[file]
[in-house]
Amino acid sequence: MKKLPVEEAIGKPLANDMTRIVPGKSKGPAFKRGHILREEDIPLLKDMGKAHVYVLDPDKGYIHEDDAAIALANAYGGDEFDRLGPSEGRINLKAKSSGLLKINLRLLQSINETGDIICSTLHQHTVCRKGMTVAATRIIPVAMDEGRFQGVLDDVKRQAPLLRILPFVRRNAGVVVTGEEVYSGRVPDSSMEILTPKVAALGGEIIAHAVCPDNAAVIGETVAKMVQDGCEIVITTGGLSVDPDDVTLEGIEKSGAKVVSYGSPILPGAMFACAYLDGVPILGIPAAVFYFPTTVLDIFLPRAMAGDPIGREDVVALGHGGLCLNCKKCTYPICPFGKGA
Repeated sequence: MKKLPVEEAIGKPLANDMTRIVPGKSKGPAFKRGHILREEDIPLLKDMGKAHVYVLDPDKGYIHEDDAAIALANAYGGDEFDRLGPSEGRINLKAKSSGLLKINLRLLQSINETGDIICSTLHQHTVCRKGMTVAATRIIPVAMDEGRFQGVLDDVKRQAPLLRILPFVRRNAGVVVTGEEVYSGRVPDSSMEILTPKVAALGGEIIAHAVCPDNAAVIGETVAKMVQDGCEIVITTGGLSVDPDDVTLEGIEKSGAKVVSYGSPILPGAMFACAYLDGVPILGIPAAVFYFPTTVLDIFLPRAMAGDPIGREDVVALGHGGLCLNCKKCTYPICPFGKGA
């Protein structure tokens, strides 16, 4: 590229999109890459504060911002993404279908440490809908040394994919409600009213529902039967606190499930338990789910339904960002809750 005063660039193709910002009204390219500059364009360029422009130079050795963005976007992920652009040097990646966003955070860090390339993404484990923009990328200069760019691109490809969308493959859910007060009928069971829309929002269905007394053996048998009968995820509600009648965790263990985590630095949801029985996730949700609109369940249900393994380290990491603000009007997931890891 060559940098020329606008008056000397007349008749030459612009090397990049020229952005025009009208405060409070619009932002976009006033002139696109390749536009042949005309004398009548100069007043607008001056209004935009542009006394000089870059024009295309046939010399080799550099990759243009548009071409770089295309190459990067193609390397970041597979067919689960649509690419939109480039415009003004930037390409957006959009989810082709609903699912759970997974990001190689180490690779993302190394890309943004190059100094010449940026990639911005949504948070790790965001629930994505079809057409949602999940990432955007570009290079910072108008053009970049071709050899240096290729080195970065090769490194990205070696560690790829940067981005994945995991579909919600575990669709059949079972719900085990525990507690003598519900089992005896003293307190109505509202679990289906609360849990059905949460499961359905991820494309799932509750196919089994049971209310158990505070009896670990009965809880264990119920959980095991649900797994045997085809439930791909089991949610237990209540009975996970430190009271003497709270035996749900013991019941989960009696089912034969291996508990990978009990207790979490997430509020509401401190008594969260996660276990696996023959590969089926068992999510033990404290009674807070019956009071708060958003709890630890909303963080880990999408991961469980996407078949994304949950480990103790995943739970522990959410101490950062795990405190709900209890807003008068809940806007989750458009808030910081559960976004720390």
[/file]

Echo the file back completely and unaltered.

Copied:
[in-house]
Amino acid sequence: MKKLPVEEAIGKPLANDMTRIVPGKSKGPAFKRGHILREEDIPLLKDMGKAHVYVLDPDKGYIHEDDAAIALANAYGGDEFDRLGPSEGRINLKAKSSGLLKINLRLLQSINETGDIICSTLHQHTVCRKGMTVAATRIIPVAMDEGRFQGVLDDVKRQAPLLRILPFVRRNAGVVVTGEEVYSGRVPDSSMEILTPKVAALGGEIIAHAVCPDNAAVIGETVAKMVQDGCEIVITTGGLSVDPDDVTLEGIEKSGAKVVSYGSPILPGAMFACAYLDGVPILGIPAAVFYFPTTVLDIFLPRAMAGDPIGREDVVALGHGGLCLNCKKCTYPICPFGKGA
Repeated sequence: MKKLPVEEAIGKPLANDMTRIVPGKSKGPAFKRGHILREEDIPLLKDMGKAHVYVLDPDKGYIHEDDAAIALANAYGGDEFDRLGPSEGRINLKAKSSGLLKINLRLLQSINETGDIICSTLHQHTVCRKGMTVAATRIIPVAMDEGRFQGVLDDVKRQAPLLRILPFVRRNAGVVVTGEEVYSGRVPDSSMEILTPKVAALGGEIIAHAVCPDNAAVIGETVAKMVQDGCEIVITTGGLSVDPDDVTLEGIEKSGAKVVSYGSPILPGAMFACAYLDGVPILGIPAAVFYFPTTVLDIFLPRAMAGDPIGREDVVALGHGGLCLNCKKCTYPICPFGKGA
């Protein structure tokens, strides 16, 4: 590229999109890459504060911002993404279908440490809908040394994919409600009213529902039967606190499930338990789910339904960002809750 005063660039193709910002009204390219500059364009360029422009130079050795963005976007992920652009040097990646966003955070860090390339993404484990923009990328200069760019691109490809969308493959859910007060009928069971829309929002269905007394053996048998009968995820509600009648965790263990985590630095949801029985996730949700609109369940249900393994380290990491603000009007997931890891 060559940098020329606008008056000397007349008749030459612009090397990049020229952005025009009208405060409070619009932002976009006033002139696109390749536009042949005309004398009548100069007043607008001056209004935009542009006394000089870059024009295309046939010399080799550099990759243009548009071409770089295309190459990067193609390397970041597979067919689960649509690419939109480039415009003004930037390409957006959009989810082709609903699912759970997974990001190689180490690779993302190394890309943004190059100094010449940026990639911005949504948070790790965001629930994505079809057409949602999940990432955007570009290079910072108008053009970049071709050899240096290729080195970065090769490194990205070696560690790829940067981005994945995991579909919600575990669709059949079972719900085990525990507690003598519900089992005896003293307190109505509202679990289906609360849990059905949460499961359905991820494309799932509750196919089994049971209310158990505070009896670990009965809880264990119920959980095991649900797994045997085809439930791909089991949610237990209540009975996970430190009271003497709270035996749900013991019941989960009696089912034969291996508990990978009990207790979490997430509020509401401190008594969260996660276990696996023959590969089926068992999510033990404290009674807070019956009071708060958003709890630890909303963080880990999408991961469980996407078949994304949950480990103790995943739970522990959410101490950062795990405190709900209890807003008068809940806007989750458009808030910081559960976004720390």